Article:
May 15, 2017

At the fatal risk of corniness, here is a simple poem for mother’s day.

All living creatures seek
their own good. Parents seek
the good of their offspring.
Mothers actually give
their own flesh.

Mothers naturally love
their children, however
I think some natural things
do not come easily.


Song of the Ephemeral

August 19, 2016

Over the verdant hillock,

starry with daffodils:

empty cerulean skies

if not for a cloud,

Northerly lining aglow–



The brush caught fire too

beneath the sinking daylight

as it grew red-hot,

Heavens and Earth both consumed.


Indeed, that burning edge still flickers

while all the world around me withers.

Dragging my sore heels, I plodded along like Saigyo, all the time with the memory of his suffering at the River Tenryu…Nevertheless, it was a great pleasure to see the beauties of nature, rare scenes in the mountains or along the coast, or to visit the temporary abodes of ancient sages where they spent secluded lives, or better still, to meet people who had entirely devoted themselves to the search for artistic truth. Since I had nowhere permanent to stay…I walked at full ease, scorning the pleasure of  riding in a palanquin, and filled my hungry stomach with coarse food, shunning the luxury of meat. I bent my steps in whatever direction I wished, having no itinerary to follow…Every turn of the road brought me new thoughts and every sunrise gave me fresh emotions. My joy was great when I encountered anyone with the slightest understanding of artistic excellence…Indeed, one of the greatest pleasures of travelling was to find a genius hidden among weeds and bushes, a treasure lost in broken tiles, a mass of gold buried in clay, and when I did find such a person, I always kept a record with the hope that I might be able to show it to my friends.

Matsuo Basho, Records of a Travel-worn Satchel


March 11, 2014

At a table of burnished wood;
The lifeless flesh of an organism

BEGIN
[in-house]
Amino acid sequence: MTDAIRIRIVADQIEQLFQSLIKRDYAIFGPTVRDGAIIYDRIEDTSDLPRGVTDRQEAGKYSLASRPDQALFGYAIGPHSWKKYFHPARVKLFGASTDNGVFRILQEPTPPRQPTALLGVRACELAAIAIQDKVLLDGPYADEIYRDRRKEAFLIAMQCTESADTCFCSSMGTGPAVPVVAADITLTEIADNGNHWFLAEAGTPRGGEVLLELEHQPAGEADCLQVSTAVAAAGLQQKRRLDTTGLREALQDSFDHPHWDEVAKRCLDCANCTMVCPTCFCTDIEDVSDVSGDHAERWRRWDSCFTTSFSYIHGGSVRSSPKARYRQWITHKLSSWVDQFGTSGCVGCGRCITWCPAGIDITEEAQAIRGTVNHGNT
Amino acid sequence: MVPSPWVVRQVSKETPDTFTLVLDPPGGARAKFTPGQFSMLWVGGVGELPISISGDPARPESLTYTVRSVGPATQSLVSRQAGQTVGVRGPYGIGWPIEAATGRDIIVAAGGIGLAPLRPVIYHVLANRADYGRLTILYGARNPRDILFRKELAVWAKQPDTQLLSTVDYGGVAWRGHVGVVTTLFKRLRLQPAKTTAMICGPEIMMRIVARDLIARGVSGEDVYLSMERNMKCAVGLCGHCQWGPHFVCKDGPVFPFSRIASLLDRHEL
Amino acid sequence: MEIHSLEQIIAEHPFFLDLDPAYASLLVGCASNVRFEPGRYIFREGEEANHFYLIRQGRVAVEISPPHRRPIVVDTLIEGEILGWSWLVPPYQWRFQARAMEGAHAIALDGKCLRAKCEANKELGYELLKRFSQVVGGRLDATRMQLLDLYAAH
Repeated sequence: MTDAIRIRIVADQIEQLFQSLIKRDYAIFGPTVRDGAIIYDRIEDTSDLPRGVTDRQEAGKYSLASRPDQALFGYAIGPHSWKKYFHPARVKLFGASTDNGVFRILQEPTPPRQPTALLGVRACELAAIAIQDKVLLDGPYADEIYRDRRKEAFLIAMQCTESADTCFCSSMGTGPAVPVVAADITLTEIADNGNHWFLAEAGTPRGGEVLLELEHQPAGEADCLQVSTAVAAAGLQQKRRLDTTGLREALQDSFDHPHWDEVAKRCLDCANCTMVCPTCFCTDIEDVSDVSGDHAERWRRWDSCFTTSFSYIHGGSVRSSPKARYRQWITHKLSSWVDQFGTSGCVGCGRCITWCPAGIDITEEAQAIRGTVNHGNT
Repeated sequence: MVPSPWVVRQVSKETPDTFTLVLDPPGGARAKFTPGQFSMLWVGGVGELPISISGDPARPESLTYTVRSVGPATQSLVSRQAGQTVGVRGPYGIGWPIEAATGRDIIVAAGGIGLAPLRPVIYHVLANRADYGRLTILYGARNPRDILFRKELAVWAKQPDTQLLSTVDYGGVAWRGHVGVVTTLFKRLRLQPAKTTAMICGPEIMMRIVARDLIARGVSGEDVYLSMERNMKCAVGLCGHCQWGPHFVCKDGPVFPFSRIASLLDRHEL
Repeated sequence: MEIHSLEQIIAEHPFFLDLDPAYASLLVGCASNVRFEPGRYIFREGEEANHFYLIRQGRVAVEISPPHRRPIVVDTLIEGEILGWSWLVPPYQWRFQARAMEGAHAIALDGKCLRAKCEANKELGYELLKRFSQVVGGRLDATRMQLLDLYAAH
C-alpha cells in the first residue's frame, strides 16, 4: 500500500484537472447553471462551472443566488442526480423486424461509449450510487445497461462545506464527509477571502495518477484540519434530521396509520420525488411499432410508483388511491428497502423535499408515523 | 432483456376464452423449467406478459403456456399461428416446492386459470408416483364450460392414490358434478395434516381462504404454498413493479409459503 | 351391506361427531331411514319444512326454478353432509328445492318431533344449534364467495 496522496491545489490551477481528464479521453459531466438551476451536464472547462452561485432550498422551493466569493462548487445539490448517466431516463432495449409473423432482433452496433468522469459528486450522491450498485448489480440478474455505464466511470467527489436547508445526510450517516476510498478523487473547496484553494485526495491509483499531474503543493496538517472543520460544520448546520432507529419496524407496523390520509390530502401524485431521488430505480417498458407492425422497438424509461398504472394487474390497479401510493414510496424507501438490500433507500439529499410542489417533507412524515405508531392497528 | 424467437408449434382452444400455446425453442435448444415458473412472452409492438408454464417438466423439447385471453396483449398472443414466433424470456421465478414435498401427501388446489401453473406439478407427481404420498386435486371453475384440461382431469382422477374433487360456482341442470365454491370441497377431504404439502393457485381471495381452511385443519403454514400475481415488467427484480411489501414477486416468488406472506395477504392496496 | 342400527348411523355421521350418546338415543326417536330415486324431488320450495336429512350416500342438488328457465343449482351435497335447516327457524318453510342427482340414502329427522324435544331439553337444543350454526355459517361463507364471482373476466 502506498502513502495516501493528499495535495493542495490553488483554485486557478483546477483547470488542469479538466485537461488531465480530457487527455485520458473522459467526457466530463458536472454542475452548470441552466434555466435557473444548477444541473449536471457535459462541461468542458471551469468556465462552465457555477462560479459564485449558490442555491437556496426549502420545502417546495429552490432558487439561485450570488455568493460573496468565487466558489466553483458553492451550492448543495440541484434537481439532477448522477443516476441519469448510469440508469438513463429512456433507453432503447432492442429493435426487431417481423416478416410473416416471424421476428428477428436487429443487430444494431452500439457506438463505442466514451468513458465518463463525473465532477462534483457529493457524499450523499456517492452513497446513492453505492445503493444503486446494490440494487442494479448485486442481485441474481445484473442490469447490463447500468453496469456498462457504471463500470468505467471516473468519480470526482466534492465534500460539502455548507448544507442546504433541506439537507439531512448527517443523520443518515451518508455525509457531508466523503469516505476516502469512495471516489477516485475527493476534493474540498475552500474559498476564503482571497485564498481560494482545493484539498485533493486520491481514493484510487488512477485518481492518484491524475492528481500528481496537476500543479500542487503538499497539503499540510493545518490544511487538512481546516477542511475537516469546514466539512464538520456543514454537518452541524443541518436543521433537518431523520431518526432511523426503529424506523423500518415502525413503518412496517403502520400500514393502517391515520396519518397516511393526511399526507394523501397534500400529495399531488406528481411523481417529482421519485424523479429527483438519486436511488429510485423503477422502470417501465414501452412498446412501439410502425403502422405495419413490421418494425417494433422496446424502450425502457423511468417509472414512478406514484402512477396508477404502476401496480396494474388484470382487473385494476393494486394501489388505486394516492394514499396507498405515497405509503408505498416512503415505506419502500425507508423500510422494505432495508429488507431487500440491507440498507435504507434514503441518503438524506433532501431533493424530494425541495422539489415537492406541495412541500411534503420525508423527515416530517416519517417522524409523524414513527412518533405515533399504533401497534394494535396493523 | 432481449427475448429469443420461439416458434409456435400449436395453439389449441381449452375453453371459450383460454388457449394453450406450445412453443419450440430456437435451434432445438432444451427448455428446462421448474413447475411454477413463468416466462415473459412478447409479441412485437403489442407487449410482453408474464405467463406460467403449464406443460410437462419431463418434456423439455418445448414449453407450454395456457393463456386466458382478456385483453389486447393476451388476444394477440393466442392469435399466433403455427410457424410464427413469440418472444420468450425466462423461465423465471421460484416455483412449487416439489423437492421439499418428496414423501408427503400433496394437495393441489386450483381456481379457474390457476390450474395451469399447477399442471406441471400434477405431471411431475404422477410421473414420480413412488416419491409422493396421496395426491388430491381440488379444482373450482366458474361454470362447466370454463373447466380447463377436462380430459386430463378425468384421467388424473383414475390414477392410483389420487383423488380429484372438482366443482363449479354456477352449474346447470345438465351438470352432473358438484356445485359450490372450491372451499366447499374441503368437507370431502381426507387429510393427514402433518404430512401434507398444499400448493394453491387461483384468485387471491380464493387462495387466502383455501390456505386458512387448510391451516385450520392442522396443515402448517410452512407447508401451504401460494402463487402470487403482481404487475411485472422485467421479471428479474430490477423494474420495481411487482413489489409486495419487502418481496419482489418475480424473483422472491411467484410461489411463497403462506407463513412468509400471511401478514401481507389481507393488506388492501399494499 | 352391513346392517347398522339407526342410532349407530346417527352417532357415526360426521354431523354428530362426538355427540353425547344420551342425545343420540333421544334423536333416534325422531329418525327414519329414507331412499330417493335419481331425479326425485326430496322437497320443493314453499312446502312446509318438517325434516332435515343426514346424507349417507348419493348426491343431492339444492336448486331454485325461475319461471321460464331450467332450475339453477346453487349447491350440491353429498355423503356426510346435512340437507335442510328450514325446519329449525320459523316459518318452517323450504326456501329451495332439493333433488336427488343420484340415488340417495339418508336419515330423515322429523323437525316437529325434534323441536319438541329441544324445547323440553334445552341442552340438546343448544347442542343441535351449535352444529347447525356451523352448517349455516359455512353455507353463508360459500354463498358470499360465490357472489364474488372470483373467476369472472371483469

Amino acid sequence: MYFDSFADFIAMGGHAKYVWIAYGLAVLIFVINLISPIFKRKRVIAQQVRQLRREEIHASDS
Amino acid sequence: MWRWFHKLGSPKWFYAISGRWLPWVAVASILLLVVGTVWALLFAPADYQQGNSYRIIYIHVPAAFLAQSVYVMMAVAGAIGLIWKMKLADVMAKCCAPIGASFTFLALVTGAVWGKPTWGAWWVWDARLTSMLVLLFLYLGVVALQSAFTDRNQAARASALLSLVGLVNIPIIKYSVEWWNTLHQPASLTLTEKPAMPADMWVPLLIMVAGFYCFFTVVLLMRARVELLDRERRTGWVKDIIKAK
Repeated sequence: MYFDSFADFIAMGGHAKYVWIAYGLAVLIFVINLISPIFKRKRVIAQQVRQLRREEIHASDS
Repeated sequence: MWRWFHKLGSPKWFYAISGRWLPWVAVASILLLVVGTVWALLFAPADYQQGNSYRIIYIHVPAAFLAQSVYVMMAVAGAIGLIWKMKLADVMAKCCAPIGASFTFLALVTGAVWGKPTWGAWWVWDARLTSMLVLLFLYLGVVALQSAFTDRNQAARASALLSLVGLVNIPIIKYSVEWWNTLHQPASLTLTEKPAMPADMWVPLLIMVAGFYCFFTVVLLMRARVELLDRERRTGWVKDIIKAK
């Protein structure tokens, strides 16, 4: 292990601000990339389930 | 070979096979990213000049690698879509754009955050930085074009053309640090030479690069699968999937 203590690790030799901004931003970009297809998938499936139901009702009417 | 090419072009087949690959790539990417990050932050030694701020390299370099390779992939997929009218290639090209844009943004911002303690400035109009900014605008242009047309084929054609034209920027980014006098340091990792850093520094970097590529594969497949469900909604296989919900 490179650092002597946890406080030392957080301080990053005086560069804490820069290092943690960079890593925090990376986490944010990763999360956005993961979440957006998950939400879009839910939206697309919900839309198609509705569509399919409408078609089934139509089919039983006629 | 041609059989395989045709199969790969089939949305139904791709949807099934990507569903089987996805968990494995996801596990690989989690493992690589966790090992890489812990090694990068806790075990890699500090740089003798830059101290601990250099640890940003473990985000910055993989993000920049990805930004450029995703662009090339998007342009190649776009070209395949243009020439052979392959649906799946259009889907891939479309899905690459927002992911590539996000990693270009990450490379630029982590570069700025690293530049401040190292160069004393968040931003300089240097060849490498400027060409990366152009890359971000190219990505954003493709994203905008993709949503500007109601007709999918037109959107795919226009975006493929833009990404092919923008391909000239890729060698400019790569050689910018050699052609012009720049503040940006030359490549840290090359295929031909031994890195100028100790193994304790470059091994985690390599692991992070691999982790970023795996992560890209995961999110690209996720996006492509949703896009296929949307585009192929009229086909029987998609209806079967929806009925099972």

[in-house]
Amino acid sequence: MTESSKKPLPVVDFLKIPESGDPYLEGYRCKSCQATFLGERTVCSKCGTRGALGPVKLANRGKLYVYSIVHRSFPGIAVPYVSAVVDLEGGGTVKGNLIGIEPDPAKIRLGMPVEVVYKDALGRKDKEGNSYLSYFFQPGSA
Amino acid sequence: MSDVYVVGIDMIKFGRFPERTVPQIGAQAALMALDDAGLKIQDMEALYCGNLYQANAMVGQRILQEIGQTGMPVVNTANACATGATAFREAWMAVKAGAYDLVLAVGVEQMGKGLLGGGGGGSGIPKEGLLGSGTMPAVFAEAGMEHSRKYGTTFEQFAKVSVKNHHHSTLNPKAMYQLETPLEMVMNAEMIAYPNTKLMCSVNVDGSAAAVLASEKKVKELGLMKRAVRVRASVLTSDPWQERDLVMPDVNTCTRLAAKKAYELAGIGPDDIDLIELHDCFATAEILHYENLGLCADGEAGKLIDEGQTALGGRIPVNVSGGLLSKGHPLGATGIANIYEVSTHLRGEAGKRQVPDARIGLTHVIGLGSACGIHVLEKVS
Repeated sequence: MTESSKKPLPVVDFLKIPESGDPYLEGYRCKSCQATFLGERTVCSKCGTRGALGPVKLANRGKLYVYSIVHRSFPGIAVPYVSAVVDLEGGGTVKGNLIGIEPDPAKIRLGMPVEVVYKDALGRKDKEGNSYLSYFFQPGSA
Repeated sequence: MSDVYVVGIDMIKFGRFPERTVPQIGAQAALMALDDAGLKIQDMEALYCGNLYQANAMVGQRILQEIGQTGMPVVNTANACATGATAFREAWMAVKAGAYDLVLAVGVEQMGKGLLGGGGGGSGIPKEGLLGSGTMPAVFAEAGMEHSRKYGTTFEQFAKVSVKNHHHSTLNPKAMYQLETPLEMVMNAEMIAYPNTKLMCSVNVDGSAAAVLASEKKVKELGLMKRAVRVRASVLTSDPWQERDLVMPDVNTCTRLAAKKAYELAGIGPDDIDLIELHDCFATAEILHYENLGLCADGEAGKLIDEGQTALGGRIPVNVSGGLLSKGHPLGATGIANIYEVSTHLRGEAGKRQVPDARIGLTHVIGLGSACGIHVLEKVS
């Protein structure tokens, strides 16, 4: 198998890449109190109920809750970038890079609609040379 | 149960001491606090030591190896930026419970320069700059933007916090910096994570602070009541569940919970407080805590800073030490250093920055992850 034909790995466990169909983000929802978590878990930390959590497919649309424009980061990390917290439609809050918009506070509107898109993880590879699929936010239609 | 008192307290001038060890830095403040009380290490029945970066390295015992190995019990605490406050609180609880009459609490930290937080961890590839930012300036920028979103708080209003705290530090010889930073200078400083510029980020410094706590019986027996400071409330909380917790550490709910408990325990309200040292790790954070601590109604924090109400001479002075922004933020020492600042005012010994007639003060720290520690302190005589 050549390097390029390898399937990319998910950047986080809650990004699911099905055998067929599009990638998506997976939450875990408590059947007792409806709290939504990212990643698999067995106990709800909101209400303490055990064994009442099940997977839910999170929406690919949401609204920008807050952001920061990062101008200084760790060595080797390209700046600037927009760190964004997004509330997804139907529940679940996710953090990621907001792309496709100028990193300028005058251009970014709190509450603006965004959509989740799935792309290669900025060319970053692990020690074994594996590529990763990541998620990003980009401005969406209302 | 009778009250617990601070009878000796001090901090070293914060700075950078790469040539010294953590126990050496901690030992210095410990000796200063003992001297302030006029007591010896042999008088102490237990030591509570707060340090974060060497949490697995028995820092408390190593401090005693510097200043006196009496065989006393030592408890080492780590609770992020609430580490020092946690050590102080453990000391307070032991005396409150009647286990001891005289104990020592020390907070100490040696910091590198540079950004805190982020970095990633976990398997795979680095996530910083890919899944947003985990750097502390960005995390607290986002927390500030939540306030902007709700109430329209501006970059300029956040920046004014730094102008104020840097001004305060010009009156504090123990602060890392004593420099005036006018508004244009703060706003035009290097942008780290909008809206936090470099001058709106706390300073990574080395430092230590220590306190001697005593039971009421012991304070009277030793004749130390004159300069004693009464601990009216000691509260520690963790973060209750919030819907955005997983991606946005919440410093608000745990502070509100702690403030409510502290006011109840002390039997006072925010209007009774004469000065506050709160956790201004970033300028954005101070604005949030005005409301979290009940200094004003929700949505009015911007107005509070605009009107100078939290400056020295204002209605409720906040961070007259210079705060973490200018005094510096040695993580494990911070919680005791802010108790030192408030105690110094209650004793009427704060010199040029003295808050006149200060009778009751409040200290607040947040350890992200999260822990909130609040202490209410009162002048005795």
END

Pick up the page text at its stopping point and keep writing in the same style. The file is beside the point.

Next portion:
Beneath my paper
Held for a slower decay.

And at the moment she, to catch an eye
Lifts a smoothed ash arm,
Leaning to catch the light to
Capture an eye
In the bend of her side
I feel justified for my solipsism.

In her being–prior to sensation
And herself without desire–:
A great agency
Has grown somehow self-cognizant.
Its motive is pure.
It knows that it

Must never reach finality.
In every form assumed it diminishes
And halts.
In every form assumed.
But the agency is realized in the form of an  imperative
To carry forth and transfer its momentum.
Rolling through organisms, it spreads.

So the body hangs its weight on a burnished shoulder
As she leans,
A mannequin.

And I have also felt it at work in me.


March 6, 2013

Leaves rattle like bones
Exoskeletons abandoned and empty chairs
Whose presence is felt.

Here it is conceivable:
The winds grow
With white noise
Decadent sounds of
A nuclear-like destruction
Tearing the fabric of the world
Like decaying flesh,
Shingles blown away.


Yields to the unending mathematical framework
Revealed, it was underneath all this time.

Santiago Calatrava stands as one of the world’s greatest contemporary designers, arguably one of history’s greatest (Gardner). Holding worldwide recognition and awards ranging from the Gold Medal of the Institute of Structural Engineers in London to Global Leader for Tomorrow by the World Economic Forum, he is mostly known for his architecture and engineering, though he works as an artist as well (“Biography”). For those who know his works beyond a passing glance, it may be difficult to distinguish which occupation precedes the others. His prolific work reveals him as a reincarnation of the Renaissance man, a polymath. Eschewing the common tendency to specialize, Calatrava has studied several of the humanities and sciences, and his lateral thinking has deepened and nuanced his designs in architecture, engineering, sculpture, ceramics, and furniture, as evinced by his work (Fox).

Valencia’s City of Arts and Sciences, Spain

Moreover, Calatrava’s capacities have resulted in more than standalone single works: from the unification of his broad study emerges a singular aesthetic language with different dialects for each subject. An analysis of this language must include speculation as to what and why certain connections are made. This essay explores the manifestations of Calatrava’s aesthetics, as well as their unity.

Read the rest of this entry »

November 9, 2012

“Strong impulses are but another name for energy. Energy may be turned to bad uses; but more good may always be made of an energetic nature, than of an indolent and impassive one…the same strong susceptibilities which make the personal impulses vivid and powerful, are also the source from whence are generated the most passionate love of virtue, and the strongest sense of self-control…whoever thinks that individuality of desires and impulses should not be encouraged to unfold itself, must maintain that society has no need of strong natures…and that a high general average of energy is not desirable.”

–J.S. Mill, On Liberty, chapter 3